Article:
In a recent episode of the Data Science Education Podcast, math professor and MESA Co-Director Denise Hum was interviewed about the work Skyline College has done to develop a community college pathway to data science. Originally introduced as a graduate degree, Skyline College is one of the first community colleges in California to offer a data science program.

Central to Denise’s vision is the belief that every student deserves the opportunity to explore and excel in STEM, regardless of background or prior experience. In 2020, Skyline was awarded an NSF IUSE grant to build an alternate pathway into STEM via statistics and data science, and more recently, a California Education Learning Labs grant with CSU East Bay to create “Math for Data Science,” an alternative to calculus, to break down historical barriers and open doors to lucrative job skills for all students. By bringing coding and project-based learning to Math 200: Introduction to Statistics, math faculty have changed non-majors’ course into an on-ramp to STEM. Faculty members Kenyatta Weathersby, Rick Hough, and David Hasson have been paving the way by having statistics students, decidedly non-STEM majors, learn to analyze real data using Python.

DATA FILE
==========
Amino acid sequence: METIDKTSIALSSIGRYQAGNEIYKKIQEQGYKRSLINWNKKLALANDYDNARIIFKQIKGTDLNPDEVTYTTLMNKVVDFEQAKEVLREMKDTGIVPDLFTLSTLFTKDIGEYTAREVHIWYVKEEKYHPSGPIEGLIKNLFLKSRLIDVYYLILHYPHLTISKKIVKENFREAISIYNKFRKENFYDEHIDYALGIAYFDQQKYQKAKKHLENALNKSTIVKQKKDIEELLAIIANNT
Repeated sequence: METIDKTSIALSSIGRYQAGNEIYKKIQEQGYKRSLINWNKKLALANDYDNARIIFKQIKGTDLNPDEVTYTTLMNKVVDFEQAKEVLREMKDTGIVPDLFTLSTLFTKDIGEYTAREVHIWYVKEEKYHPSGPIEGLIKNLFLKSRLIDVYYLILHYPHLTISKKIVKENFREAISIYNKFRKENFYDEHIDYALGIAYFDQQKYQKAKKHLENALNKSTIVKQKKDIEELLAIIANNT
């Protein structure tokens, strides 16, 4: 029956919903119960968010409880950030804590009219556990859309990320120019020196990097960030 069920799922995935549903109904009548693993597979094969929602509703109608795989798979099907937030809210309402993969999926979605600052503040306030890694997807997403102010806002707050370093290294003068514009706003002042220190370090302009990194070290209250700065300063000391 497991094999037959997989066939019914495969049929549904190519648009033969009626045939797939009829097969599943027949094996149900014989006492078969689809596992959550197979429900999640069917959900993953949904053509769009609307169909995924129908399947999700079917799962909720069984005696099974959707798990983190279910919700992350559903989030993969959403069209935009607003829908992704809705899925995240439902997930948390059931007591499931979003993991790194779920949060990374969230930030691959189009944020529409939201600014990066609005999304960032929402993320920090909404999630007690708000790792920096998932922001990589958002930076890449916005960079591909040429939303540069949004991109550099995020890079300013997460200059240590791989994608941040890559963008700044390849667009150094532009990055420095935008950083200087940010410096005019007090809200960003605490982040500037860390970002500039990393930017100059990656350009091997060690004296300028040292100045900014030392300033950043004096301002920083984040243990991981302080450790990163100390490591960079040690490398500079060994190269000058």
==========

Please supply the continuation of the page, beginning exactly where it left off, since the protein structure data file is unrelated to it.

To make data science accessible to more students, through a collaboration with students from the newly formed Data Science Club, Computer Science Club, and Luis Prado from the STEM Center, a weekly series of beginner-friendly Python for Data Analysis workshops was offered last semester that led to a two-day Datathon in November. These workshops provided students with low-stakes opportunities to try out coding and working with data. Due to its popularity, the workshop series is being offered again this semester. Everyone is welcome —bring your laptop and curiosity.

While data science is a popular major at UC Berkeley, with over 1200 students per semester enrolling in their Data 8: Foundations of Data Science course, Skyline has faced challenges in enrolling in Math 211: Introduction to Data Science, modeled after Data 8, because many of our students have not heard of data science. The Python workshop series, Science in Action speakers such as Dr. Ariel Williams, who uses data science to conduct cutting-edge genetics and genomics research in traditionally underrepresented populations, and the DataJam Data for Good Honors projects with UC Berkeley and San Francisco State mentors, are all ways for the campus community to change that narrative and engage with data science at Skyline.

Denise said in her interview, “I think that data science allows us to rethink math curriculum and invigorate it. I know that data science is interdisciplinary between math and computer science…I think that it invites the conversation about how we can innovate and an opportunity to create new courses.” Listen to the podcast about Empowering Community College Pathways to Data Science.

The National Science Foundation grants support this work through the Improving Undergraduate STEM Education: Education and Human Resources under award number 2021488 and the California Education Learning Lab Grand Challenge INCLUDES project.

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